Culture and etiquette
Take a look at a roomful of Jamaicans enjoying a night out and you might easily think this is one of the most free, open societies on the planet, what with the downright sexiness of the dancing and the frankness of the chat-up lines. But the party scene is just one aspect of Jamaican culture, and the society as a whole is actually pretty conservative. The vast majority of Jamaicans are practising Christians, far more likely to spend Sunday mornings in church than recovering from the night before.
Jamaica can be quite a paradoxical place; it’s fine to turn up at a sound-system party wearing little more than a few strips of fabric, but wear your bikini anywhere away from the beach and you’re likely to cause offence. Similarly, as most locals take a great deal of pride in their appearance, grubbing around in a crumpled T-shirt speckled with last night’s jerk sauce is a guaranteed way not to be taken seriously. In terms of general dress codes, though, you’ll want something smart if you plan on clubbing, and men will need long trousers if planning to dine at the better restaurants (jackets are required only at the most expensive places).
Jamaicans are refreshingly direct; your big nose or bald head will be seen as fair game for comment, and while an open invitation to bed within the first five minutes of meeting someone can be disconcerting, you at least know where you stand. At the same time, old-fashioned manners are maintained here; passing someone on a rural street without acknowledging them will be seen as rude, as will failing to greet a shop assistant with a “good morning/afternoon” before launching into your request. The elderly are revered in Jamaican culture, and it’s usual to preface someone’s name with Mr or Miss when addressing someone much older than you; kids are taught to respect their elders at all times and never answer back. Bear in mind, too, that many locals are a bit weary of serving as the “Jamaican Rasta” or “market lady” in the holiday snaps of a thousand visitors – it’s polite to ask before taking someone’s picture (and don’t be surprised if they ask for a little money should they say yes).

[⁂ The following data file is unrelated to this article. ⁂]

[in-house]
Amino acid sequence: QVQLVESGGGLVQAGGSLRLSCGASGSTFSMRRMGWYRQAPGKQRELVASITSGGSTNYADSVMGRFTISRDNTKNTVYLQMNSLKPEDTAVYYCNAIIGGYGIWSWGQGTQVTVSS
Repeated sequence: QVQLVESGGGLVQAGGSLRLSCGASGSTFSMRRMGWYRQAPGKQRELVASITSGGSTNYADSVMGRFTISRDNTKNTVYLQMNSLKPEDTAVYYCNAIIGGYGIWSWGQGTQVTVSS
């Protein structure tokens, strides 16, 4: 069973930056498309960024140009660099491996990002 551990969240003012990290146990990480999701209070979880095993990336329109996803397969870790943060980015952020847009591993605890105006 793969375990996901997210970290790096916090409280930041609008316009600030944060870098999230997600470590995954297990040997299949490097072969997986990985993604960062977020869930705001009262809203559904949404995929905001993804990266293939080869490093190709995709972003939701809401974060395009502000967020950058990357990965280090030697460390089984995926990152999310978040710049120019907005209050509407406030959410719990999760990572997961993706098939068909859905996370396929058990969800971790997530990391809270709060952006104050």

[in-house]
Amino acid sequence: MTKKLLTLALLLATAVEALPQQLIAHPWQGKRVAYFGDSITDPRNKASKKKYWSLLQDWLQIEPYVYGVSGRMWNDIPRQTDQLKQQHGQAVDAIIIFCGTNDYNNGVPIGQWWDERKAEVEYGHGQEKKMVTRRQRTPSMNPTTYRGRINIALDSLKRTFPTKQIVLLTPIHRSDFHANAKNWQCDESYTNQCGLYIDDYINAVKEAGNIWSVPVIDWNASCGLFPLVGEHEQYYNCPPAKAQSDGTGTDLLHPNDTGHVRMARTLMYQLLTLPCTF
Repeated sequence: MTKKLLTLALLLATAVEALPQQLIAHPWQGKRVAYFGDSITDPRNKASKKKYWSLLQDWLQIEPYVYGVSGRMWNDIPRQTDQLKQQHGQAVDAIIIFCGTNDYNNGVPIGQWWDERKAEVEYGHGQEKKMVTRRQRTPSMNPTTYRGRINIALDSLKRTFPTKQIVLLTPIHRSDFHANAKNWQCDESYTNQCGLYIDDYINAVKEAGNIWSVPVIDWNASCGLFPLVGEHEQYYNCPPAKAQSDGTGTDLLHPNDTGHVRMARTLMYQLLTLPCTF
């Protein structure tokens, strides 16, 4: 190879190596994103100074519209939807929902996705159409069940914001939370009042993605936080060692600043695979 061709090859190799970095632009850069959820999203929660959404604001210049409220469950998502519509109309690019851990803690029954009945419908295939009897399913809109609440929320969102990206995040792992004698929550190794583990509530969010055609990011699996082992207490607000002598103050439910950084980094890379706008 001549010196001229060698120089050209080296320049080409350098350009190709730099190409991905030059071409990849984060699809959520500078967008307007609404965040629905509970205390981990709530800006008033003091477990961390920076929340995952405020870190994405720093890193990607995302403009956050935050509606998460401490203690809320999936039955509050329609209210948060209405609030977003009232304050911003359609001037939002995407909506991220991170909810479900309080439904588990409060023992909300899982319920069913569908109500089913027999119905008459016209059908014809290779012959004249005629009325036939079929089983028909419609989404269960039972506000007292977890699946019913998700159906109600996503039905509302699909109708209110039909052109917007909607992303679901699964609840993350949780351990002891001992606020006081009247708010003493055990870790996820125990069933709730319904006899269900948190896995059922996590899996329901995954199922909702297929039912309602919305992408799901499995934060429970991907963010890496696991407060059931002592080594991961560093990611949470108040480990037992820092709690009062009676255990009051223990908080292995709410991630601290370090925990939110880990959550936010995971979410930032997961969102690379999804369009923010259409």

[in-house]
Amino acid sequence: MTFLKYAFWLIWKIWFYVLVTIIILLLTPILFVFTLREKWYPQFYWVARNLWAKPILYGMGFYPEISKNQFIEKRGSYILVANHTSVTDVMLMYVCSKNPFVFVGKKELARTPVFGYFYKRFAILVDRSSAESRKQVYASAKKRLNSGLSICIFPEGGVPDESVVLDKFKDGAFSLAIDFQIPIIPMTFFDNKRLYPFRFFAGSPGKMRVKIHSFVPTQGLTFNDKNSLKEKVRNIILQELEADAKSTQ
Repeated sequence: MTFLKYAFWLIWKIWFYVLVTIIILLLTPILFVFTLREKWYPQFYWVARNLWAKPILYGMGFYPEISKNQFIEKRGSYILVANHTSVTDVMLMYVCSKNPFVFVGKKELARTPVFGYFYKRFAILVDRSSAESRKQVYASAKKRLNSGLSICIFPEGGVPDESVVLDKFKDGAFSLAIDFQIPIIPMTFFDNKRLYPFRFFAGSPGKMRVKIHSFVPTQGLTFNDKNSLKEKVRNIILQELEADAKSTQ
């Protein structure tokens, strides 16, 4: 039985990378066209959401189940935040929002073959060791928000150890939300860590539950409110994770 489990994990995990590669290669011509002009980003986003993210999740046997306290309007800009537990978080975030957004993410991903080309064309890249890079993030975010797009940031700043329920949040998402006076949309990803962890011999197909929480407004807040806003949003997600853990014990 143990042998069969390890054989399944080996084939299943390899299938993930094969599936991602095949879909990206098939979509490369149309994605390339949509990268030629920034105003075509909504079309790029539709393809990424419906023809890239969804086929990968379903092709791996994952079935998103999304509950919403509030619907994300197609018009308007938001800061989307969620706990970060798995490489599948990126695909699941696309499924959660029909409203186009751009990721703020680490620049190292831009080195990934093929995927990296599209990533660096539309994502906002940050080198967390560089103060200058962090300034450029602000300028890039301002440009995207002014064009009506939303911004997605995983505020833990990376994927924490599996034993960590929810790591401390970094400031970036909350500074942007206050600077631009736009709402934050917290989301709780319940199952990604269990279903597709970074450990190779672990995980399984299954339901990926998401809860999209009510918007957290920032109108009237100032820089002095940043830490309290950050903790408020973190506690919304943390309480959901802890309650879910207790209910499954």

For women travelling solo, Jamaica can be hard work until you get used to the constant male attention. In the resorts particularly, unaccompanied women can expect to receive a barrage of attention from Jamaican men, from hopeful innuendo – “gal, me a cry for you”– to frankly pornographic propositions, and a walk down the street will have you sized up by a thousand eyes. All of this is somewhat wearing after the first couple of days, particularly if your holiday plans don’t include “climbing aboard the big bamboo”. Cope with your new status as a sex goddess with humility and humour; it probably has more to do with your foreign allure – or perceived economic clout – than your personal charms, and a lot of the come-ons can be extremely amusing.
As lots of women do come to Jamaica in search of “exotic” romance, many locals will inevitably assume that single female travellers have come here to find a man – or several. The news that you’re not will often be greeted with incredulity, and the semi-professional gigolos (and full-blown male prostitutes) who work the resorts will do their best to get you to change your mind. If you’re not interested, saying “no” and meaning it, dressing fairly conservatively and avoiding idle chat with men you don’t know are good lines of defence. Learn to listen to your instincts; the slightest hint of flirting means that you are probably about to be propositioned, so assume that even the most innocent reaction may be interpreted as a sign of acquiescence.
Gay and lesbian travellers
Jamaica is not a gay-friendly country. Sodomy (and so-called lewd acts, taken to mean any homosexual activity) is illegal here, condemned as a sin by the church and the moral majority, and fuel for much hysterical press coverage. And while there’s a sizeable gay community here, it’s very much an undercover scene, with parties and events publicized by word of mouth.
Attempting to argue with freely expressed prejudices is almost always a lesson in futility – it’ll be you against the Bible. But this doesn’t mean that gay and lesbian travellers should avoid Jamaica – many hotels are managed by gay men, and a lot of the smarter ones won’t turn a hair if you ask for a ouble room – but don’t expect to be able to display affection in public without attracting catcalls, sniggers, downright aggression and maybe even physical violence. For more information contact J-Flag, the Jamaican gay and lesbian support group (754 2130, 379 9834, jflag.org).
Everything you need to know before you set off.
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Planning your trip to Jamaica
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